‘We recommend that the current SABL setup be done away entirely. We have carefully considered the option of retaining the SABL setup as an optional method for availing customary land for national development. We have fully considered retaining the SABL setup with more stringent safety features. In the end our view is that the inherent risks associated with the option are unacceptable because we believe any reforms to the law or process may not satisfactorily remove the loop holes, inadequacies or permissive ambiguities that are being used to abuse the SABL process and hijack land use after SABLs are granted.’
But fast forward to page 255 and he seems to have changed his mind:
‘The SABL concept is good and we recommend that it be retained… [as] a national development and customary landowner empowerment mechanism.’
So the goose has laid a bunch of rotten eggs and should be killed, but no, it is essentially a good goose and will lay a better bunch of eggs if it is put through something that the Chief Commissioner eventually describes (on page 264) as a ‘Harmonization of Laws & Standardization of Practices exercise’.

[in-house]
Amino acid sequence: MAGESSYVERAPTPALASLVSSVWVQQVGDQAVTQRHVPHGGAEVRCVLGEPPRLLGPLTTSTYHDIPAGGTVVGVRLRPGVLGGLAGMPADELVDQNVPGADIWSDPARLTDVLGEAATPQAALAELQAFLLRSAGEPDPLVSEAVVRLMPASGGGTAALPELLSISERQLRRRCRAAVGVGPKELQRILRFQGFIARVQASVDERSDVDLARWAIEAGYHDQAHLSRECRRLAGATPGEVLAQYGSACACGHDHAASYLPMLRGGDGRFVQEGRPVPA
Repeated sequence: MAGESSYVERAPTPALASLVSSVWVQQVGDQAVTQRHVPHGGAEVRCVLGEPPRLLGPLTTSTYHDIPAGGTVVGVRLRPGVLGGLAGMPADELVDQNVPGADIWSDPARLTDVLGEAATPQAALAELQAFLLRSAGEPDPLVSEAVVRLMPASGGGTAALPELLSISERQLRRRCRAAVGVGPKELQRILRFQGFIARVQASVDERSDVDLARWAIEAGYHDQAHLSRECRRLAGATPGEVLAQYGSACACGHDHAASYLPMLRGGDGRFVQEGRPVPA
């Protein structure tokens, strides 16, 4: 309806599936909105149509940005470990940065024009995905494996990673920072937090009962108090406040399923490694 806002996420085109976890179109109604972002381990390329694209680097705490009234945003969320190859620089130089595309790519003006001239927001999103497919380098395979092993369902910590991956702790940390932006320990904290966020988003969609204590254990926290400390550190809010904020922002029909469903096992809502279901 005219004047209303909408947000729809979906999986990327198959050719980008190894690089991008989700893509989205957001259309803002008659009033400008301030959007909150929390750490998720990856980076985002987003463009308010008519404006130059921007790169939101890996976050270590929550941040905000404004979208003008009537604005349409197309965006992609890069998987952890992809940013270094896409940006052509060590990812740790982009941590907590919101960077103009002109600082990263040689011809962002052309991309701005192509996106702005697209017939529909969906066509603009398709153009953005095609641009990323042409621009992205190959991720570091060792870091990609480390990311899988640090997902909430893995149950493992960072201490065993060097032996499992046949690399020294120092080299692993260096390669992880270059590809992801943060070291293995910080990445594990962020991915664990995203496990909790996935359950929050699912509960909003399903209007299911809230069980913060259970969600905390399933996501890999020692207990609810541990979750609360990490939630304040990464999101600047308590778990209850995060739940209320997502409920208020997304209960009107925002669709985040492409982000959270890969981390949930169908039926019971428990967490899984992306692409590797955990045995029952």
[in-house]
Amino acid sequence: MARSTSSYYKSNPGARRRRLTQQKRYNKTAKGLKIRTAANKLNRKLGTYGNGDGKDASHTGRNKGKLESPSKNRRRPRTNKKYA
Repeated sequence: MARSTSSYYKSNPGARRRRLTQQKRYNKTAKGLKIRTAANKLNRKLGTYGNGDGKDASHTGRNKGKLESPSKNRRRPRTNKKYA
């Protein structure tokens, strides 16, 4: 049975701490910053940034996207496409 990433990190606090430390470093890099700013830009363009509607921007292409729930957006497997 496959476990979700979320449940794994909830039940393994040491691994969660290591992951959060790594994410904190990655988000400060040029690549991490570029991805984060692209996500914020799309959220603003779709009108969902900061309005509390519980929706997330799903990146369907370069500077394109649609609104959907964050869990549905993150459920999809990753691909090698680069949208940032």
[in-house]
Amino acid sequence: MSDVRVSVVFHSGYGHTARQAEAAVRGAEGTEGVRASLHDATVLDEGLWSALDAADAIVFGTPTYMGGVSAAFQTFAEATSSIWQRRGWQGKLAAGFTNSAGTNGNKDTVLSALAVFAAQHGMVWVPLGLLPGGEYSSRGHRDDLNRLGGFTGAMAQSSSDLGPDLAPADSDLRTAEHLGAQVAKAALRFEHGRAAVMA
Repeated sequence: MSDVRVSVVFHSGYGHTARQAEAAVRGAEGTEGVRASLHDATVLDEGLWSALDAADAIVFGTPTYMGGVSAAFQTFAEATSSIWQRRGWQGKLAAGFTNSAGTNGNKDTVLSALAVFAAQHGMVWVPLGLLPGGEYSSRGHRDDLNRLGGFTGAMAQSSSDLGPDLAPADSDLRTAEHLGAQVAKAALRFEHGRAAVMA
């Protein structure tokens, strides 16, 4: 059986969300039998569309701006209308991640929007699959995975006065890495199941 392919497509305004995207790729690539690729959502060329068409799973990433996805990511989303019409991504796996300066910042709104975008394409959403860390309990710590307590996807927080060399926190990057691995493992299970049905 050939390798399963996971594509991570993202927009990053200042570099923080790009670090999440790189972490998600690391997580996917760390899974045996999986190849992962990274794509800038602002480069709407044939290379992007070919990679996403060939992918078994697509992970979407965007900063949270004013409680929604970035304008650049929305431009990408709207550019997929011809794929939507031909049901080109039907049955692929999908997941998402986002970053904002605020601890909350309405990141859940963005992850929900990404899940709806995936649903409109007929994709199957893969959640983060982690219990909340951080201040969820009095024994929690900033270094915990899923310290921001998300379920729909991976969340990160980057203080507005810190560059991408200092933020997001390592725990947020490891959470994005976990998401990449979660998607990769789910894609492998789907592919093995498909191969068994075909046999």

There are essentially two points at issue here: What is to be done about the dodgy leases which have already been granted, and what is to be done to prevent the grant of more dodgy leases in future? If the commissioners struggled with the second of these two questions, that is partly because their original terms of reference mainly directed them to find out how many SABLs were dodgy and why they were dodgy, and the transcripts of their hearings show that this is mainly what they did. On the question of policy reform, they were told to ‘inquire into and assess the effectiveness of existing legal and policy framework in the improved management of SABL in future including facilitating the applications from legitimate applicants’. This was hardly an invitation to suggest that the goose should be done away with.